Rain drowned the world in white noise. Sarah would have preferred snow, to muffle the world into a tensionless silence, but it didn’t snow here. Rain was rare enough. She listened to it tap against the window, hum on the roof, and decided to be grateful for the way it barred her from everything outside her living room walls.
She didn’t have an easy time keeping herself away from others; she invited them into every moment. Her phone was always in her hands. Her car was always gassed up. She left work, exhausted, and took her rest in a shared drink and a long, loud conversation. Alone was never a state she wanted to settle into, but she knew she needed it just now. It didn’t matter how quick she had trained herself to be, how easy she had made it to keep her own mind sitting right next to another opinion.
She was uncertain now, and she needed the quiet.
It was strange how midnight always seemed to make them younger. If they had actually been as young as they felt, they wouldn’t have been allowed to touch such deep hours with a fingertip, and yet they felt like children, seizing them with both hands.
Jas was stealing the sweetbreads out of the cupboard. Stealing them, when he was the one who baked them and stored them away, and no one in that house was old enough to make him feel caught in the act. He still curled his shoulders forward, hiding them with a grin, and jumped over the back of the chair to gain his seat again before he started tossing bits to everyone in the room.
Galen was not home when Tarra came back at the end of her work day. He was supposed to be at the table, bread and cheese and yesterday’s happy find of fresh carrots and zuchinni spread on the table for dinner. Instead, the house was dark as Tarra approached, and she spent ten minutes lighting the lamps and calling his name in every room upstairs and down, looking for him.
She exhausted every cranny that a seven-year-old could stuff himself into. Then she stood at the base of the stairs, listening for him. All she heard was her heart beat.
He was not home.
And the house was too empty.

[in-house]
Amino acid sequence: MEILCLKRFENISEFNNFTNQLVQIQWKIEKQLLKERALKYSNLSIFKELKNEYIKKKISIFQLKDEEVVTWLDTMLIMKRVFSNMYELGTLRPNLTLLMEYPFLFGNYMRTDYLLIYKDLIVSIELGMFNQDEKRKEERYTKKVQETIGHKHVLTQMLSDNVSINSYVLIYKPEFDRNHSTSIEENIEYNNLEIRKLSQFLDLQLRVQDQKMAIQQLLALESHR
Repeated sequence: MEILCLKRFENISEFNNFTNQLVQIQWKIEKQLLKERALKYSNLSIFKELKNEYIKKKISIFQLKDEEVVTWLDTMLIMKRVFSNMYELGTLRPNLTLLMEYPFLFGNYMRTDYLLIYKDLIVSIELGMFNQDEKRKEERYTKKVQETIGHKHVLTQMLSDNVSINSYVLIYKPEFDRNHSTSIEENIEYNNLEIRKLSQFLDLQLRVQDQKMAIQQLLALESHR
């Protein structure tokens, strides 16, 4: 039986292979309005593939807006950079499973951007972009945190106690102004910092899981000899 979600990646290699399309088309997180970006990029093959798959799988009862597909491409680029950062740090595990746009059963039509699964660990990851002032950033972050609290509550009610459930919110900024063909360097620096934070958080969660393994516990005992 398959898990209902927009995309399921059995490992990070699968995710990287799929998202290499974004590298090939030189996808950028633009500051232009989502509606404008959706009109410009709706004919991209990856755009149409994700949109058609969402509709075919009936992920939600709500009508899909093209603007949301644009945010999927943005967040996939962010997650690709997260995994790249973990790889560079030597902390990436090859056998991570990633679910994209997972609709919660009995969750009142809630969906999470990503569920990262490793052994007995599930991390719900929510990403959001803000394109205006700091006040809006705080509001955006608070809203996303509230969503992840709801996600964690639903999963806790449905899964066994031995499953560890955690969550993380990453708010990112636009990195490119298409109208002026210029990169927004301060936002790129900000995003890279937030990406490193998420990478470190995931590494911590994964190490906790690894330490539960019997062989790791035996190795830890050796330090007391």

Wrapping herself back into her coat, she snuffed the lamp, and ran outside. She knocked on one neighbor’s door, then the others. Neither Arri nor Ceddir had seen him. Ceddir who usually sat at his front window all afternoon putting in hems and patches, hadn’t even seen him come home.
As far as bruises went, it was a beauty, the kind that any ten-year-old would have run to show their friends and catch another chance to tell their epic story of Falling Out of the Jackson’s Tree. It was more blue than black, with fresh red edges, not dense enough to have been any deep hit, but bright enough to catch attention. It ran in a straight line, just above the back of Sadie’s knee, almost hidden in the hem of her skirt as she moved up the stairs ahead of Dana, like a seamstress mark for alterations.
“What happened?” Dana asked.
Sadie looked back, curious, then bent back to look at her leg, smiling. “Chair climbing expedition.”
“Ah.” Dana nodded. “Everything okay?”
“There is nothing under the eight suns, or under the thousand stars, or in the hundred oceans, that would convince me to do that,” Leonathan said. Spine straight, arms crossed, eyebrows high to strengthen the emphatic syllables, he spoke with the assurance and wariness and absolute shock that made Chaela smile, then cover her mouth just to hold in a laugh.
She glanced over at the rope bridge swaying between cliffs. It was old, missing a few boards. The knots anchoring the end were thick, but fraying in age. It looked a little dangerous, a little like it might have the heart and the sense of humor to drop you into the water fifty feet below.
But the bridge had been there for as long as Chaela could remember and she had wanted to cross it for twice as long.